Commonly Accepted Theories, Models, and Philosophies: The Subjective Norms of Our Discipline


  • Amy Harder University of Florida
  • Grady Roberts University of Florida
  • James R. Lindner Auburn University



discipline, subjective norm, theories, models, philosophies


Inconsistent terminology used to describe agricultural education has plagued the profession for years. Colloquial terms such as “big A” or “little a” used to differentiate meaning demonstrate the struggle to clearly identify agricultural education within the academe. We sought to identify the subjective norms of the four specializations commonly considered to comprise agricultural education to determine if a single discipline or multiple disciplines exist. A national Delphi panel was convened consisting of nominated experts representing agricultural communication, agricultural leadership, extension education, and school-based agricultural education. The panels separately identified the commonly accepted theories, models, and philosophies within their respective specializations in the first two rounds. Then, panelists evaluated all consensus items from the second round in the final round to determine commonalities across specializations. Across the specializations, consensus items related to change theories, teaching and learning theories, and shared philosophies. However, enough variation existed within the findings to suggest agricultural education is not a single discipline. We discuss possible consequences for the future of our profession based on this finding, including how our subjective norms may influence publication decisions, engagement with professional associations, and departmental composition.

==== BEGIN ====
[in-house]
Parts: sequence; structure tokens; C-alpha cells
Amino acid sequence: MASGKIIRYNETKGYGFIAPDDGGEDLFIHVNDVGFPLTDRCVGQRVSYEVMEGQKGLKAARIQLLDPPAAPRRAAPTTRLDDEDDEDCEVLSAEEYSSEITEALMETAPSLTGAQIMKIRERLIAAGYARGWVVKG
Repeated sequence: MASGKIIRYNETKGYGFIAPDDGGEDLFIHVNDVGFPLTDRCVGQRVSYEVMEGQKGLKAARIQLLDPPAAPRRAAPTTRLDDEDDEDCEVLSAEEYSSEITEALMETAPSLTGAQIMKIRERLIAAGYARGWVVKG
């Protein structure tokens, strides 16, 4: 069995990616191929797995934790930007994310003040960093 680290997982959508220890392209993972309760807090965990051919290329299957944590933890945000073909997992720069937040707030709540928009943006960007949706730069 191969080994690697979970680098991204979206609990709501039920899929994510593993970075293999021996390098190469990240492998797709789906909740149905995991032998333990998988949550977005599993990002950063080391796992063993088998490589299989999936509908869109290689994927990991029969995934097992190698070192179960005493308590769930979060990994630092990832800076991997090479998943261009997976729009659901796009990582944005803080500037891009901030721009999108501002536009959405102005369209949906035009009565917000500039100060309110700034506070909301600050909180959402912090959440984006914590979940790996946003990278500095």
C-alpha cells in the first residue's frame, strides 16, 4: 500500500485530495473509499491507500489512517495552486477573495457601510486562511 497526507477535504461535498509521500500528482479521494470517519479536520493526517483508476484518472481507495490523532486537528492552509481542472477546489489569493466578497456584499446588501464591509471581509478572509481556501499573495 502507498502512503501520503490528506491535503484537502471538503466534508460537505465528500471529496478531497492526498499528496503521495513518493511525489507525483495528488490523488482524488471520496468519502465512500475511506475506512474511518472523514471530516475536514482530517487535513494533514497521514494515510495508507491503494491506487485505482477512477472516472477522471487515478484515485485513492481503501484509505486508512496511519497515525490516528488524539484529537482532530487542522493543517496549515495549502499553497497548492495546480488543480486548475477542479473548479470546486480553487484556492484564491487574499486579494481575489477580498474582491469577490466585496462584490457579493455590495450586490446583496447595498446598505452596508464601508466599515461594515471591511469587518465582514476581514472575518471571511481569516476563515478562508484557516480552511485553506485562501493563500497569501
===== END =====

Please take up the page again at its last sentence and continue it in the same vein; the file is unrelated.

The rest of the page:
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How to Cite

Harder, A., Roberts, G., & Lindner, J. R. (2021). Commonly Accepted Theories, Models, and Philosophies: The Subjective Norms of Our Discipline. Journal of Agricultural Education, 62(1), 196–211.




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